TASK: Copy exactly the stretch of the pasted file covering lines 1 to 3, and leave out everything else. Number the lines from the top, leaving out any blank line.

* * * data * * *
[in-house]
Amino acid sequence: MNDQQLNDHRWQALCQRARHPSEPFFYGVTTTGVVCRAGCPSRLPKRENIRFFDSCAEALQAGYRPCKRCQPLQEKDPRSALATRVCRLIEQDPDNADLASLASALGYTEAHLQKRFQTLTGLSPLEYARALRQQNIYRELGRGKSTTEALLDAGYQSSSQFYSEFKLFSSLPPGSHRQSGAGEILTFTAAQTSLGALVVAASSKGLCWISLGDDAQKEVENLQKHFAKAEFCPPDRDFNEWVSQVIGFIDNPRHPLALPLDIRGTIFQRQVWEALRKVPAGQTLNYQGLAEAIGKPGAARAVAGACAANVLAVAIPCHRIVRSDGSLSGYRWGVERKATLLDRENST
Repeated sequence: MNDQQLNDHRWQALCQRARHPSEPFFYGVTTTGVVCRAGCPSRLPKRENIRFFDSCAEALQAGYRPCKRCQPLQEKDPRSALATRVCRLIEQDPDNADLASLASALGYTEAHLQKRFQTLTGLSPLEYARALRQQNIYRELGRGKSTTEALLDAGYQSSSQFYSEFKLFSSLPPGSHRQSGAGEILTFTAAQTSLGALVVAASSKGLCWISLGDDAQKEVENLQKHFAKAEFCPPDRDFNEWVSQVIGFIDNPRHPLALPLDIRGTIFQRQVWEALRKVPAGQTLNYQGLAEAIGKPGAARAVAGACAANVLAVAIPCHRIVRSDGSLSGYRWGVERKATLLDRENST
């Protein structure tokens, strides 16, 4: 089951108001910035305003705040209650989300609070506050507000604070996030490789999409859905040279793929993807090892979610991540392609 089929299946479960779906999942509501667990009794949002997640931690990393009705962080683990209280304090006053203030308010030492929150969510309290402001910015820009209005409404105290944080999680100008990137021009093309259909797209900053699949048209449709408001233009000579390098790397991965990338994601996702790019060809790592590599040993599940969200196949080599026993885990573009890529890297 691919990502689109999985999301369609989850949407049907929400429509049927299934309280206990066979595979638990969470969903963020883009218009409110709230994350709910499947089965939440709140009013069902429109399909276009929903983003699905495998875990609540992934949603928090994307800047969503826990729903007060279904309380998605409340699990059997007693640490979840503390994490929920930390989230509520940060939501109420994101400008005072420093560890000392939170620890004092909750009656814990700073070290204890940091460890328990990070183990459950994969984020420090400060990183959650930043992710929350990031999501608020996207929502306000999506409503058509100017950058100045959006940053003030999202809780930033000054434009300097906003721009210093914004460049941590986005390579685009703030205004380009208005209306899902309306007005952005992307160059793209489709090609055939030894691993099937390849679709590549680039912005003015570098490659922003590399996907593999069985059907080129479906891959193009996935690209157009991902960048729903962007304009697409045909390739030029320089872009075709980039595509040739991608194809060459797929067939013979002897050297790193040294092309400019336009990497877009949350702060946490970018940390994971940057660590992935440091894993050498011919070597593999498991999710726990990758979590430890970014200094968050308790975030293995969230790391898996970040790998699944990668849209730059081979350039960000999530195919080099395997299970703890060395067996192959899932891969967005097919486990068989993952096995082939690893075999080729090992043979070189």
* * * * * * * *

[in-house]
Amino acid sequence: MNDQQLNDHRWQALCQRARHPSEPFFYGVTTTGVVCRAGCPSRLPKRENIRFFDSCAEALQAGYRPCKRCQPLQEKDPRSALATRVCRLIEQDPDNADLASLASALGYTEAHLQKRFQTLTGLSPLEYARALRQQNIYRELGRGKSTTEALLDAGYQSSSQFYSEFKLFSSLPPGSHRQSGAGEILTFTAAQTSLGALVVAASSKGLCWISLGDDAQKEVENLQKHFAKAEFCPPDRDFNEWVSQVIGFIDNPRHPLALPLDIRGTIFQRQVWEALRKVPAGQTLNYQGLAEAIGKPGAARAVAGACAANVLAVAIPCHRIVRSDGSLSGYRWGVERKATLLDRENST
Repeated sequence: MNDQQLNDHRWQALCQRARHPSEPFFYGVTTTGVVCRAGCPSRLPKRENIRFFDSCAEALQAGYRPCKRCQPLQEKDPRSALATRVCRLIEQDPDNADLASLASALGYTEAHLQKRFQTLTGLSPLEYARALRQQNIYRELGRGKSTTEALLDAGYQSSSQFYSEFKLFSSLPPGSHRQSGAGEILTFTAAQTSLGALVVAASSKGLCWISLGDDAQKEVENLQKHFAKAEFCPPDRDFNEWVSQVIGFIDNPRHPLALPLDIRGTIFQRQVWEALRKVPAGQTLNYQGLAEAIGKPGAARAVAGACAANVLAVAIPCHRIVRSDGSLSGYRWGVERKATLLDRENST